Example how to specify hostname verification with the joc.properties file
    ################################################################################
    ### Specifies if hostname verification should be carried out for HTTPS connections.
    ### Default true
    
    https_with_hostname_verification = true

Mutual Authentication for JOC Cockpit and Controller

This configuration is applied in order to enable mutual authentication:

  • from JOC Cockpit to the Controller:
    • the JOC Cockpit verifies the Controller's certificate for Server Authentication
    • the Controller verifies the JOC Cockpit's certificate for Client Authentication
  • from pairing Controller instances.

If mutual authentication cannot be used then refer to explanations in the JS7 - Configuration for HTTPS Server Authentication with Passwords article.

Creating/Updating the JOC Cockpit Client Keystore

For mutual authentication JOC Cockpit has to hold a Client Authentication private key and certificate in its keystore.

  • This can be simplified by the use of a private key/certificate pair that is created for both extended key usages Server Authentication and Client Authentication. In this case a single private key and certificate is stored with the JOC Cockpit's keystore as described in the JS7 - JOC Cockpit HTTPS Connections article.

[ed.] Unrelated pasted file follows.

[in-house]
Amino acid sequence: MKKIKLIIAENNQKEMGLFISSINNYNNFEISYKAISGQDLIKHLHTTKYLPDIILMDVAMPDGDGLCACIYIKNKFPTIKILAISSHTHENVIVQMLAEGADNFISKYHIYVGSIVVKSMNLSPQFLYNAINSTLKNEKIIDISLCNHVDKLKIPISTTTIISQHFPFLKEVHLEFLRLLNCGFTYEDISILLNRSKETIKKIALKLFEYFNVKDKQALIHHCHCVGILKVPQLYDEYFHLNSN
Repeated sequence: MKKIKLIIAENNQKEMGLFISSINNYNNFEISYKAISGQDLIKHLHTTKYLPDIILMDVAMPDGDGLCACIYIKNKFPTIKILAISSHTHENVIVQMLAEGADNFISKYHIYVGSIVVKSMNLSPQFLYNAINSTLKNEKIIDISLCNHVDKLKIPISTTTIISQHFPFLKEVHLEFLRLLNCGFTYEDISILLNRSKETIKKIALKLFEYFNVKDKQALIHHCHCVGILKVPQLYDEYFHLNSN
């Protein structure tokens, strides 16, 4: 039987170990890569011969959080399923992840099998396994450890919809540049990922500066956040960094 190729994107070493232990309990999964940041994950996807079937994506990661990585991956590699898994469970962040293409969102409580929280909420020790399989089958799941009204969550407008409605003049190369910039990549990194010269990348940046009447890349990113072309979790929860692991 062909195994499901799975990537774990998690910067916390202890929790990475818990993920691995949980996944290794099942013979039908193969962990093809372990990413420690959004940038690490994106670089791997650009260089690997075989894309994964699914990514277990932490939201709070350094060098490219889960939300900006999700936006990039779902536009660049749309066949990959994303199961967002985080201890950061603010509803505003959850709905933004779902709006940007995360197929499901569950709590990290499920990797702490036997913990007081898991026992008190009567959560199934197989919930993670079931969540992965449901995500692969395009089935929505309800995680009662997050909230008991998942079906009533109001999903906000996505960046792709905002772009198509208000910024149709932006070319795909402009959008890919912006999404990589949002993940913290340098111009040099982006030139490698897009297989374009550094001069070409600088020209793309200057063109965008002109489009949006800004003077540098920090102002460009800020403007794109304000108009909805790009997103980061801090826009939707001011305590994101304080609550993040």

• If separate private key/certificate pairs for Server Authentication and Client Authentication purposes are used then use of separate certificate stores for the JOC Cockpit is recommended:
    • The keystore holds the private key/certificate for Server Authentication. The location of the keystore is configured with JETTY_BASE/start.ini.
    • The client keystore holds the private key/certificate for Client Authentication. The location of the client keystore is configured with JETTY_BASE/resources/joc/joc.properties.

The following steps are applied if a separate client keystore is used with the JOC Cockpit.

  • On the JOC Cockpit server create the client keystore using the keytool from your Java JRE or JDK or a third party utility.
    • For use with a 3rd-party utility create a client keystore, e.g. https-client-keystore.p12, in PKCS12 format and import:
      • the JOC Cockpit private key and certificate for Client Authentication
    • For use with keytool create the client keystore in PKCS12 or JKS format according to the steps indicated with JS7 - JOC Cockpit HTTPS Connections: Step 2: Create JOC Cockpit Keystore chapter.
      • Apply the steps indicated to the client keystore and use the private key/certificate pair for Client Authentication.
  • The location of the client keystore is added to the JETTY_BASE/resources/joc/joc.properties configuration file like this:

    • Example for a PKCS12 client keystore:

      Example how to specify the PKCS12 client keystore location with joc.properties file
      ### Location of the client keystore that contains the private key and 
      ###   certificate for JOC Cockpit client authentication relative to
      ###   joc.properties
      
      keystore_path = https-client-keystore.p12 
      keystore_type = PKCS12
      keystore_password = jobscheduler
    • Example for a JKS client keystore:

      Example how to specify the JKS client keystore location with joc.properties file
      ### Location of the client keystore that contains the private key and 
      ###   certificate for JOC Cockpit client authentication relative to
      ###   joc.properties
      
      keystore_path = https-client-keystore.jks
      keystore_type = JKS
      keystore_password = jobscheduler

Notes

  • A restart of the relevant component is required to apply modifications to either the the Controller JS7_CONFIG_DIR/private/private.conf file or to JOC Cockpit configuration files.

Further Resources